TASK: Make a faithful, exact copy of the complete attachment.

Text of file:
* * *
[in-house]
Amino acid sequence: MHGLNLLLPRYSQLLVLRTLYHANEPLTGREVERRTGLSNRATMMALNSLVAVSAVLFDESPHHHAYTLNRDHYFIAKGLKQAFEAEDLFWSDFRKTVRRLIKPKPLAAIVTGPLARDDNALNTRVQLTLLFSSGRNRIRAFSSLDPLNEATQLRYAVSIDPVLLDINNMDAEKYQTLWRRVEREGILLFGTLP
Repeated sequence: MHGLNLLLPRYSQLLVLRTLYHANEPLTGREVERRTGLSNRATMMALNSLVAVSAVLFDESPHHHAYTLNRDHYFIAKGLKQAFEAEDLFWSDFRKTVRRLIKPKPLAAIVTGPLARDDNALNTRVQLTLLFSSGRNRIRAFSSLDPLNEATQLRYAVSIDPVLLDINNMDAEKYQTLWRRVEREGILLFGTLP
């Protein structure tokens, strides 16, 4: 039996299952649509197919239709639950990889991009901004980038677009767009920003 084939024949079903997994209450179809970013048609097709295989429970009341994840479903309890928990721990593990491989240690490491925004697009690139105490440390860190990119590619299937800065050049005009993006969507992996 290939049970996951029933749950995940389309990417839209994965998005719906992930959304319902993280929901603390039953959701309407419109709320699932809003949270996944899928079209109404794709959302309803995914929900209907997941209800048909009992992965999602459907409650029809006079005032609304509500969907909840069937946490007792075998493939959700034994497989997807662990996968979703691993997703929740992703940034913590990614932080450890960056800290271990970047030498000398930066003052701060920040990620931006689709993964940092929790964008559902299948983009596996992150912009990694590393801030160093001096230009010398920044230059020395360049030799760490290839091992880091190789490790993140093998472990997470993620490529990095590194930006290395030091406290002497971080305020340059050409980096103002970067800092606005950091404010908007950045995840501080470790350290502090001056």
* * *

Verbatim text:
[in-house]
Amino acid sequence: MHGLNLLLPRYSQLLVLRTLYHANEPLTGREVERRTGLSNRATMMALNSLVAVSAVLFDESPHHHAYTLNRDHYFIAKGLKQAFEAEDLFWSDFRKTVRRLIKPKPLAAIVTGPLARDDNALNTRVQLTLLFSSGRNRIRAFSSLDPLNEATQLRYAVSIDPVLLDINNMDAEKYQTLWRRVEREGILLFGTLP
Repeated sequence: MHGLNLLLPRYSQLLVLRTLYHANEPLTGREVERRTGLSNRATMMALNSLVAVSAVLFDESPHHHAYTLNRDHYFIAKGLKQAFEAEDLFWSDFRKTVRRLIKPKPLAAIVTGPLARDDNALNTRVQLTLLFSSGRNRIRAFSSLDPLNEATQLRYAVSIDPVLLDINNMDAEKYQTLWRRVEREGILLFGTLP
């Protein structure tokens, strides 16, 4: 039996299952649509197919239709639950990889991009901004980038677009767009920003 084939024949079903997994209450179809970013048609097709295989429970009341994840479903309890928990721990593990491989240690490491925004697009690139105490440390860190990119590619299937800065050049005009993006969507992996 290939049970996951029933749950995940389309990417839209994965998005719906992930959304319902993280929901603390039953959701309407419109709320699932809003949270996944899928079209109404794709959302309803995914929900209907997941209800048909009992992965999602459907409650029809006079005032609304509500969907909840069937946490007792075998493939959700034994497989997807662990996968979703691993997703929740992703940034913590990614932080450890960056800290271990970047030498000398930066003052701060920040990620931006689709993964940092929790964008559902299948983009596996992150912009990694590393801030160093001096230009010398920044230059020395360049030799760490290839091992880091190789490790993140093998472990997470993620490529990095590194930006290395030091406290002497971080305020340059050409980096103002970067800092606005950091404010908007950045995840501080470790350290502090001056």